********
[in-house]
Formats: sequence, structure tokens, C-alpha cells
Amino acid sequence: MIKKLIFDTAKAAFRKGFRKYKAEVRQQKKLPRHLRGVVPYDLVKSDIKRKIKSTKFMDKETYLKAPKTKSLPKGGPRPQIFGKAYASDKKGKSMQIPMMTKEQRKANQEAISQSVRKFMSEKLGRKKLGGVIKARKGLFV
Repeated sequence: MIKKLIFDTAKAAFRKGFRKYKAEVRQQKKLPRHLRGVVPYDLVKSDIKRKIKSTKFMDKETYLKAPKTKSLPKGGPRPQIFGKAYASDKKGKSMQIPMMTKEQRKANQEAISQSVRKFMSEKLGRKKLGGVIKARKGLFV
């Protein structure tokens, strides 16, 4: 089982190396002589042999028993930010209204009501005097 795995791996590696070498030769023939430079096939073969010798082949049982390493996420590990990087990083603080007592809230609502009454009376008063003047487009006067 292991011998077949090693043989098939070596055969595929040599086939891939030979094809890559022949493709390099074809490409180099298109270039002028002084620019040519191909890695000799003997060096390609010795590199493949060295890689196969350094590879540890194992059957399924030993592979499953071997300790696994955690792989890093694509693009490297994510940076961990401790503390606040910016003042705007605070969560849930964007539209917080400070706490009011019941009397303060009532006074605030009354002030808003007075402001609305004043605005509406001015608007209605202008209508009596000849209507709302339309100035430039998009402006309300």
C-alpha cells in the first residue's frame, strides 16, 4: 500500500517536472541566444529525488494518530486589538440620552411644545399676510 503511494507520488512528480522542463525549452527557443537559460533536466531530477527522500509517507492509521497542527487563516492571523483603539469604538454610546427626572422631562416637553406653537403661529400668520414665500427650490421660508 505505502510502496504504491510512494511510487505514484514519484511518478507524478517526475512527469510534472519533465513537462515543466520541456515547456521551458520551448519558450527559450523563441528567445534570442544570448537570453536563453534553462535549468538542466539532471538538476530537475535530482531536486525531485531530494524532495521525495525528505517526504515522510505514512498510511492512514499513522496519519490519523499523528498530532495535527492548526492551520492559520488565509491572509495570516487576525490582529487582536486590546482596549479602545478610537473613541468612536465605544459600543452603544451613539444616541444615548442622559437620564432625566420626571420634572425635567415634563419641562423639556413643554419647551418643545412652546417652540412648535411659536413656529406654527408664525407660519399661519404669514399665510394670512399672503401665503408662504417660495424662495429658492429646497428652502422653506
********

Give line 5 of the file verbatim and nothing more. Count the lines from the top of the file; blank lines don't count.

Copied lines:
């Protein structure tokens, strides 16, 4: 089982190396002589042999028993930010209204009501005097 795995791996590696070498030769023939430079096939073969010798082949049982390493996420590990990087990083603080007592809230609502009454009376008063003047487009006067 292991011998077949090693043989098939070596055969595929040599086939891939030979094809890559022949493709390099074809490409180099298109270039002028002084620019040519191909890695000799003997060096390609010795590199493949060295890689196969350094590879540890194992059957399924030993592979499953071997300790696994955690792989890093694509693009490297994510940076961990401790503390606040910016003042705007605070969560849930964007539209917080400070706490009011019941009397303060009532006074605030009354002030808003007075402001609305004043605005509406001015608007209605202008209508009596000849209507709302339309100035430039998009402006309300």